Laura Dern says Jurassic Park was more feminist than you might have thought

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Susan Devaney
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If, like us, you’ve watched Jurassic Park more times that you can remember, there’s still the possibility you might have missed this one significant feminist moment (especially as in the years since, the fourth film in the franchise was so roundly mocked for having its female star constantly running for her life in rather unpractical heels).

But thanks to Laura Dern, star of the 1993 box-office hit, a one-liner celebrating women has now been given the spotlight it always deserved.

While discussing the importance of including feminist messaging within movies, the actress revealed that Steven Spielberg’s sci-fi classic included a subtle empowering message for women everywhere – and that it felt like a statement in such a Hollywood blockbuster of a film.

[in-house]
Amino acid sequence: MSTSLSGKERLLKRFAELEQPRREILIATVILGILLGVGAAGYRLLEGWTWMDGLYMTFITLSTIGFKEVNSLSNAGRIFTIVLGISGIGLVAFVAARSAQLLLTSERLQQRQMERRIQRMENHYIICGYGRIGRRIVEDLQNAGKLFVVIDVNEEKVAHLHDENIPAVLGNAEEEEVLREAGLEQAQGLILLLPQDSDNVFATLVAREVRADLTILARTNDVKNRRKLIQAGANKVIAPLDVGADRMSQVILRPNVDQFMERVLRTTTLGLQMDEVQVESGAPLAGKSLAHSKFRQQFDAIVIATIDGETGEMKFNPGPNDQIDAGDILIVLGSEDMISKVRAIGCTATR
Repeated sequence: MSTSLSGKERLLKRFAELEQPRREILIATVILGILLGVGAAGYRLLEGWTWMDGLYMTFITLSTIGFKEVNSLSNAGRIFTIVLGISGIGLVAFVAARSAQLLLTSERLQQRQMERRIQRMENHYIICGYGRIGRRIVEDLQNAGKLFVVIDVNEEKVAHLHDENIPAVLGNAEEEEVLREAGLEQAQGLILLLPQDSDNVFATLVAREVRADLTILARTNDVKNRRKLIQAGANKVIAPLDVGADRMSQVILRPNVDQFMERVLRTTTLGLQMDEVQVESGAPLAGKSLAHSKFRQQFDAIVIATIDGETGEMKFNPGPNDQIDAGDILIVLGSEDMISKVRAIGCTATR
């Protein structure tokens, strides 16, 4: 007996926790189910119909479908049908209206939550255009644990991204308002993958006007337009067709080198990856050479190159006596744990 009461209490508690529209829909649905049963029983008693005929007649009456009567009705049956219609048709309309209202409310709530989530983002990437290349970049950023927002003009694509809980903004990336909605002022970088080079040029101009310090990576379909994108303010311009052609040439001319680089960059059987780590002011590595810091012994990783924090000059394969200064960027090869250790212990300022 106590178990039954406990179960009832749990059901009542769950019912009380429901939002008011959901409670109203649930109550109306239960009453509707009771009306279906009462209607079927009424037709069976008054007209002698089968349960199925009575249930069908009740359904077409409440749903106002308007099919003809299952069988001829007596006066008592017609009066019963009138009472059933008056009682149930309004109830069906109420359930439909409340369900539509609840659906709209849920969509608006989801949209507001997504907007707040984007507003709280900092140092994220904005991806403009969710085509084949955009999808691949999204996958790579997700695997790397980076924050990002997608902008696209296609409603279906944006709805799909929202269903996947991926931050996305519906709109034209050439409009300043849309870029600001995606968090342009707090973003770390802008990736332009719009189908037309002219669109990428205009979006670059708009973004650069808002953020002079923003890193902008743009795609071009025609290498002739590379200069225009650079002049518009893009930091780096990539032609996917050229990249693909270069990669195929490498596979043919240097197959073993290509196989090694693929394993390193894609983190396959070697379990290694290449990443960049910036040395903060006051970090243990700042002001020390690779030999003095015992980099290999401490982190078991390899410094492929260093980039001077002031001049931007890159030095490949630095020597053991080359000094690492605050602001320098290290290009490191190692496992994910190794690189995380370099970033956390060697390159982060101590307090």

“There was a rather feminist line in response to something Jeff Goldblum says about ‘man creates dinosaurs, and dinosaurs eat man.’ Something like that,” Dern said in a recent interview with WWD.

“And then I look back and say the line, ‘Yeah – and woman inherits the earth’ and that was such a big deal. It was like here it is, we’re in this formulaic, big movie and it’s this fabulous, fun, feminist moment.”


Dern, who will soon be appearing in Star Wars: The Last Jedi, was keen to stress that the line hopefully means others will no longer see the film in stereotypically gendered terms.

“Then there are 12-year-old girls watching the movie and they hear that, and it’s one line. For years it was ‘Oh, well that’s more for boys, because it’s a dinosaur movie.’ and that’s what they used to say about Star Wars, and now because there are female icons in it, all the girls want to see it as much as boys.”

The Hollywood powerhouse – who’s starred in female-focused dramas such as Big Little Lies, Certain Women and Wild, has used her celebrity platform in the past to highlight women’s issues.

Writing for InStyle magazine for their September 2017 issue, Dern penned an open letter to her 12-year-old daughter Jaya Haper, sharing an emotional take on what it means to be a woman today – “a woman in her own skin, in her power, without any labels placed on her.”

In the letter, Dern goes on to highlight the struggles women have overcome previously due to societal expectations and why women should stop striving to fail. 

Images: Getty